Detroit, Rick Snyder — July 26, 2013 at 7:07 am

New Red Wings stadium in Detroit will be built using $285 million in public funds


Republicans hate picking winners and losers except when they don’t

Amid all the drama surrounding Detroit’s bankruptcy this past week, there was a supremely ironic announcement made that came the same day a federal bankruptcy court judge cleared the way for Emergency Manager Kevyn Orr to proceed with the Chapter 9 filing. Plans for new sports complex, centered around a new Red Wings hockey arena, were revealed. The complex will cost $650 million of which $285 million will come from tax dollars. The arena itself will cost $450 million and 58% of that cost, $261.5 million, will be paid for by tax revenues.

The bonds are being issued by the state in part under a tax-increment-financing, or TIF, plan. Under a TIF arrangement, “future gains in taxes [are used] to subsidize current improvements, which are projected to create the conditions for said gains.” In other words, the project will essentially pay for itself by increasing property values and tax revenues in the future after it is built.

Here’s more:

Backers explained the bond repayment sources as:

• Approximately $12.8 million annually (not to exceed $15 million) from a special DDA tax capture.

• Approximately $2.15 million in average annual payments made by the DDA from other annual property tax collection.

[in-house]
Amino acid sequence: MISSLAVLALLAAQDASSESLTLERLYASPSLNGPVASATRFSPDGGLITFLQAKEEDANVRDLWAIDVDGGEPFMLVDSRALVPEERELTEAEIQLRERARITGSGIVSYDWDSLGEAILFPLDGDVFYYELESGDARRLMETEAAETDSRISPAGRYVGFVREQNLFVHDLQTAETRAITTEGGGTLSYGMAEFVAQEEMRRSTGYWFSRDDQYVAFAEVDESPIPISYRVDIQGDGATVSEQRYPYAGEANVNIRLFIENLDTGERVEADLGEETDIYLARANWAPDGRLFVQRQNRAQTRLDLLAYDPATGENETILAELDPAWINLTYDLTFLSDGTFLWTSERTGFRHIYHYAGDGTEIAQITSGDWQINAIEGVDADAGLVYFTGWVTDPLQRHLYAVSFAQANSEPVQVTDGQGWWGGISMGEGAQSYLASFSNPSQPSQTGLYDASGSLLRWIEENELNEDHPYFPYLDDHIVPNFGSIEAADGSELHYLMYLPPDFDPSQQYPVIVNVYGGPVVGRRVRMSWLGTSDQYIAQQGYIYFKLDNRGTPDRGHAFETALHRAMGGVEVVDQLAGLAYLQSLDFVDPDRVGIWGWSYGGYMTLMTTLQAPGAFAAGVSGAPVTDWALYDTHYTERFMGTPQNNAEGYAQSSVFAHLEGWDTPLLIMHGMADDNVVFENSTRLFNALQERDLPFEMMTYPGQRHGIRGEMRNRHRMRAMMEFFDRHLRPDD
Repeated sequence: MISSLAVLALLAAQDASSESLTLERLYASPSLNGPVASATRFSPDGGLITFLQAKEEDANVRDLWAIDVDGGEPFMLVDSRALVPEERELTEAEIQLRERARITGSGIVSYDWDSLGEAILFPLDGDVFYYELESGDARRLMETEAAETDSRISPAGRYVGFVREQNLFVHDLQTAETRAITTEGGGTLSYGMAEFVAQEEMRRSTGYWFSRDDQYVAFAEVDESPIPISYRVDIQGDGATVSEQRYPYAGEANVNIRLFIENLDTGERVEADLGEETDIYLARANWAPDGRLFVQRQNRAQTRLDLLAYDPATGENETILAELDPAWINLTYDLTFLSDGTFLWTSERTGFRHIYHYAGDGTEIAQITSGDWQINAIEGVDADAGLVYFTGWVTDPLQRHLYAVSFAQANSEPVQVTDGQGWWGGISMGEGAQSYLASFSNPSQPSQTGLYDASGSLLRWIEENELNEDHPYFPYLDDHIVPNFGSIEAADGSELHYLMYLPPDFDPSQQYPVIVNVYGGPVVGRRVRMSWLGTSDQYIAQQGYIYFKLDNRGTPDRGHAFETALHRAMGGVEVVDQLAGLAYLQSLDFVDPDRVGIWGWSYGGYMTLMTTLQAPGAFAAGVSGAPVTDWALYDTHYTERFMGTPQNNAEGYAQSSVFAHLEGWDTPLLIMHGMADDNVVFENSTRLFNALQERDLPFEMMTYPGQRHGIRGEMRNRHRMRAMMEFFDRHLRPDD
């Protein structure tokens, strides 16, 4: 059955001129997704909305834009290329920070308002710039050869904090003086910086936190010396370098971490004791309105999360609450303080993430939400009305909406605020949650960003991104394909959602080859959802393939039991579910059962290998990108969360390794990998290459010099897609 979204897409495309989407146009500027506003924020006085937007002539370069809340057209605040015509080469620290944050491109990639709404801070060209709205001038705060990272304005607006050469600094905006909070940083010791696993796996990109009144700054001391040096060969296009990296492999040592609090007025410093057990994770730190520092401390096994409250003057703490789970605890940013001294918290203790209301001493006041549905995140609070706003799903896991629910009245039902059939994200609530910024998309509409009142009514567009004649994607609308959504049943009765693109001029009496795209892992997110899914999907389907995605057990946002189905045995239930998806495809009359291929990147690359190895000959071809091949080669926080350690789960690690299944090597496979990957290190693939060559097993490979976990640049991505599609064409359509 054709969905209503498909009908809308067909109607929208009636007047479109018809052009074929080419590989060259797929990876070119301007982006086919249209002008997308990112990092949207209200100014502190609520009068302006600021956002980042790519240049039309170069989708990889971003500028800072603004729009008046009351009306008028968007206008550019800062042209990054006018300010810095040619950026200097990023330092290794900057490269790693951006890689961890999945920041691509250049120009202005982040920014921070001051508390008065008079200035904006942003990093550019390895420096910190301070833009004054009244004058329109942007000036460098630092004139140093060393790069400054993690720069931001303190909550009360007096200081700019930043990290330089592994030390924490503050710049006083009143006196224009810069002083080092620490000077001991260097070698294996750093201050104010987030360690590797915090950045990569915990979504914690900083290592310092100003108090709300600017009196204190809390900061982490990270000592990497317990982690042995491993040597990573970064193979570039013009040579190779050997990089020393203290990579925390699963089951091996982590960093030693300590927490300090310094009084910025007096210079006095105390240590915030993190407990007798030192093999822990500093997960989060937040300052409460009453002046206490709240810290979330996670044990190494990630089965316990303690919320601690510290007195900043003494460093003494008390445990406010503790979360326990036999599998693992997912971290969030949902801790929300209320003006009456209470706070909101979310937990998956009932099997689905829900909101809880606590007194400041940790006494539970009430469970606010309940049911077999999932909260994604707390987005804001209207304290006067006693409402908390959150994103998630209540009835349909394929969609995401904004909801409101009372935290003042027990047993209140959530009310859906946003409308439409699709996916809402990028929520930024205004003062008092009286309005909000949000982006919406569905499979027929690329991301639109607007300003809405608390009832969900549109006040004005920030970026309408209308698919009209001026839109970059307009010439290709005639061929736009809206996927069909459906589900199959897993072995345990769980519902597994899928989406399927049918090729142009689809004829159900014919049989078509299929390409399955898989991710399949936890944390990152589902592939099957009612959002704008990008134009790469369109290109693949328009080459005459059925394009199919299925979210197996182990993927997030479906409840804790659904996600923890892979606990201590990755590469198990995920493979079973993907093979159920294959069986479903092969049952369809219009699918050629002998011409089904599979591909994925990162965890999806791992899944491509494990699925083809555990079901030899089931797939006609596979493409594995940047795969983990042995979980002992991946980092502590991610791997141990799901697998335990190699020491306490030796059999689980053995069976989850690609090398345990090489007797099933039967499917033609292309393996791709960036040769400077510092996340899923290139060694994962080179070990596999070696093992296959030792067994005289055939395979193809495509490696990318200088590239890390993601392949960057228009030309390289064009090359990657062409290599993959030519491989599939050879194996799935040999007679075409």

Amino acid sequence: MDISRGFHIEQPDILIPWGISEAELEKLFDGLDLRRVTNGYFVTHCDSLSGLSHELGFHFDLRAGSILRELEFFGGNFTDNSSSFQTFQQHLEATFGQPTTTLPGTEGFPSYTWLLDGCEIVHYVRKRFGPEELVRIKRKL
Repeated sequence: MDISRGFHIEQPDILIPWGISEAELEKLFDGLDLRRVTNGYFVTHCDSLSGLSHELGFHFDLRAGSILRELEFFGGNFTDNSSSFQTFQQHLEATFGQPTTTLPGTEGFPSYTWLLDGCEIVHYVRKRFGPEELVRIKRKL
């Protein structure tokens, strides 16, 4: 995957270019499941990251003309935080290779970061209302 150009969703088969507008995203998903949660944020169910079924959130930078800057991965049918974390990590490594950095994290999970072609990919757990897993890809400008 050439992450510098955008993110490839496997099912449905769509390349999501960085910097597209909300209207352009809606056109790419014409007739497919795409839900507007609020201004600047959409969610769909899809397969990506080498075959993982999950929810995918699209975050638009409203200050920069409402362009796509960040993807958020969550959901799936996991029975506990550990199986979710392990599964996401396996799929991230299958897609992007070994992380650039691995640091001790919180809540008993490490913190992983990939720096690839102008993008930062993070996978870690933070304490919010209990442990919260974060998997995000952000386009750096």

• $11.5 million annually from Olympia [Development of Michigan].

Critics have blasted the arena deal as unnecessary subsidies for a billionaire pro sports team owner in a city on the precipice of municipal bankruptcy.

A couple of things here. First, I’m not against the government subsidizing investments that will benefit us in the future. This process, what Republicans typically call “picking winners and losers” is what I call “investment in the future”. In this case, it’s clear that the investments in the area where Tiger Stadium, Ford Field, and the Fox Theater are is a nucleus of positive development that will have a positive impact on Detroit as it moves forward. A new hockey arena in a city that calls itself Hockey Town is a natural addition.

But where is the hue and cry and utter outrage from Republicans on this? Where are the condemnations about “picking winners and losers”?

It is absent and the reason is because they are complete hypocrites. The only time you hear “picking winners and losers” rhetoric is when Democrats are proposing investing in the future. When Republicans are involved, it’s “investment”.

And, sure enough, here’s Republican Governor Snyder on the new complex:

When I asked Orr and Gov. Rick Snyder on Friday if they felt awkward about backing a new downtown sports emporium while so many people in Detroit’s neighborhoods are struggling amid poor city services, they said no.

“It’s a public-private partnership that will lead to a number of construction jobs and more tax revenue,” Snyder said. “Let’s try to do as much as possible to grow the city.”

On the other hand, here’s the good governor in an interview a couple of years ago with the National Federation of Independent Business: